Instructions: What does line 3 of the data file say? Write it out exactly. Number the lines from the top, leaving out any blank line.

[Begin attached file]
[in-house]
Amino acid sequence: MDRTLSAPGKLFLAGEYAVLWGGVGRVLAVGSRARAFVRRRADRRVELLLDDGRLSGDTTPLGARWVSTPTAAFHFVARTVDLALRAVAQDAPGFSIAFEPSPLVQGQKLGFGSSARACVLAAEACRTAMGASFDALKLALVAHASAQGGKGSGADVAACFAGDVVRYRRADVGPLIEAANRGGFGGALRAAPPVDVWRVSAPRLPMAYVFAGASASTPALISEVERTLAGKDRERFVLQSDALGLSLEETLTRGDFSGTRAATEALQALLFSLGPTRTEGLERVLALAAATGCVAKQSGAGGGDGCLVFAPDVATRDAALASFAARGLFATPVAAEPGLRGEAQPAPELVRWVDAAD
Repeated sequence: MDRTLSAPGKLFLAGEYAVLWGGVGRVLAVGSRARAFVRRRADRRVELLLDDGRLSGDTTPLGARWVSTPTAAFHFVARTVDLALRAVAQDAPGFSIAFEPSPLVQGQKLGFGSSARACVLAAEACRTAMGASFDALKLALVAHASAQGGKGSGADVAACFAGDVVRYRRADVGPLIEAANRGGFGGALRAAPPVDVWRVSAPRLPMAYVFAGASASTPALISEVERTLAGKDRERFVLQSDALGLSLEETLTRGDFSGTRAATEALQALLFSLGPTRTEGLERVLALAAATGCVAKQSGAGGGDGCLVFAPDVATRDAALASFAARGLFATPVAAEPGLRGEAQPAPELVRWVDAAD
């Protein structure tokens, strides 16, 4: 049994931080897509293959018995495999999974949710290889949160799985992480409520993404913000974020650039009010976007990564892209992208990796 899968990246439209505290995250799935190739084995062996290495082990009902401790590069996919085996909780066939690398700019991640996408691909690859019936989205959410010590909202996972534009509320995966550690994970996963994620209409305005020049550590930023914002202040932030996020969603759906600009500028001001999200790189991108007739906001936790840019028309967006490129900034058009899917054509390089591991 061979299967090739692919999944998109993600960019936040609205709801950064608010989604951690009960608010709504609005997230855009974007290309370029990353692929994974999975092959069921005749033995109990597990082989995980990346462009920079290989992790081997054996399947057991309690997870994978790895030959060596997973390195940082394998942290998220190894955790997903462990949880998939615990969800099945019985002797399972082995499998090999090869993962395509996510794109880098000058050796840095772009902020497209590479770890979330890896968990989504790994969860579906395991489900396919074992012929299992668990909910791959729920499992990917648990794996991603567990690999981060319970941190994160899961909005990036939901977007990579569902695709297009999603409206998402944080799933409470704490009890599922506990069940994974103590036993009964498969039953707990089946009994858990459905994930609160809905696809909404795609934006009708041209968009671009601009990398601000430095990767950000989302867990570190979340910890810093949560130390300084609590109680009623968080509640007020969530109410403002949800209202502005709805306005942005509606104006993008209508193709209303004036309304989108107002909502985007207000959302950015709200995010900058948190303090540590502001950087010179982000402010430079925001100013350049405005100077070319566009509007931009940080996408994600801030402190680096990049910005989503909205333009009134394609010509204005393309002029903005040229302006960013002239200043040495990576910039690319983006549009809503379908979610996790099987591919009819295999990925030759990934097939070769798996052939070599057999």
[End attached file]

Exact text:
Repeated sequence: MDRTLSAPGKLFLAGEYAVLWGGVGRVLAVGSRARAFVRRRADRRVELLLDDGRLSGDTTPLGARWVSTPTAAFHFVARTVDLALRAVAQDAPGFSIAFEPSPLVQGQKLGFGSSARACVLAAEACRTAMGASFDALKLALVAHASAQGGKGSGADVAACFAGDVVRYRRADVGPLIEAANRGGFGGALRAAPPVDVWRVSAPRLPMAYVFAGASASTPALISEVERTLAGKDRERFVLQSDALGLSLEETLTRGDFSGTRAATEALQALLFSLGPTRTEGLERVLALAAATGCVAKQSGAGGGDGCLVFAPDVATRDAALASFAARGLFATPVAAEPGLRGEAQPAPELVRWVDAAD